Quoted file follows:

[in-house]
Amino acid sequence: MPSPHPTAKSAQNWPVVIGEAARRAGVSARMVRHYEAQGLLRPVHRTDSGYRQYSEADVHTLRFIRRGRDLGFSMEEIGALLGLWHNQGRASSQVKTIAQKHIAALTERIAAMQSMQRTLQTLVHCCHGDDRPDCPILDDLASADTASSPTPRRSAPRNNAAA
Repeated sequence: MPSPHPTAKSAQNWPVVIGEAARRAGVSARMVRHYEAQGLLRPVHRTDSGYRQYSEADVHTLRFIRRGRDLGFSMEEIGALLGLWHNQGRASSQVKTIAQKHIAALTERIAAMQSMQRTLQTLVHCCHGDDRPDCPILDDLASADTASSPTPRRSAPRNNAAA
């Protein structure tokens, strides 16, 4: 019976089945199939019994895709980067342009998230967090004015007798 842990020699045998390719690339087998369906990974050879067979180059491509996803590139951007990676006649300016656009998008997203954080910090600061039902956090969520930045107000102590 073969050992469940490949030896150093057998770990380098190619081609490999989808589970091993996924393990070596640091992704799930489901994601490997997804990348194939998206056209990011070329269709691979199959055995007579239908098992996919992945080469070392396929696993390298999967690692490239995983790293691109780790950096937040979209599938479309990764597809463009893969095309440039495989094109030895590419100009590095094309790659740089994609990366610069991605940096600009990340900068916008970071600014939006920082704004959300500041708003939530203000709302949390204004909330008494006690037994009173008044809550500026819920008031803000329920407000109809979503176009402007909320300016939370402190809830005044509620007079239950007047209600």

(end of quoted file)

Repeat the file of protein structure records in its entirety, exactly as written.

[in-house]
Amino acid sequence: MPSPHPTAKSAQNWPVVIGEAARRAGVSARMVRHYEAQGLLRPVHRTDSGYRQYSEADVHTLRFIRRGRDLGFSMEEIGALLGLWHNQGRASSQVKTIAQKHIAALTERIAAMQSMQRTLQTLVHCCHGDDRPDCPILDDLASADTASSPTPRRSAPRNNAAA
Repeated sequence: MPSPHPTAKSAQNWPVVIGEAARRAGVSARMVRHYEAQGLLRPVHRTDSGYRQYSEADVHTLRFIRRGRDLGFSMEEIGALLGLWHNQGRASSQVKTIAQKHIAALTERIAAMQSMQRTLQTLVHCCHGDDRPDCPILDDLASADTASSPTPRRSAPRNNAAA
């Protein structure tokens, strides 16, 4: 019976089945199939019994895709980067342009998230967090004015007798 842990020699045998390719690339087998369906990974050879067979180059491509996803590139951007990676006649300016656009998008997203954080910090600061039902956090969520930045107000102590 073969050992469940490949030896150093057998770990380098190619081609490999989808589970091993996924393990070596640091992704799930489901994601490997997804990348194939998206056209990011070329269709691979199959055995007579239908098992996919992945080469070392396929696993390298999967690692490239995983790293691109780790950096937040979209599938479309990764597809463009893969095309440039495989094109030895590419100009590095094309790659740089994609990366610069991605940096600009990340900068916008970071600014939006920082704004959300500041708003939530203000709302949390204004909330008494006690037994009173008044809550500026819920008031803000329920407000109809979503176009402007909320300016939370402190809830005044509620007079239950007047209600």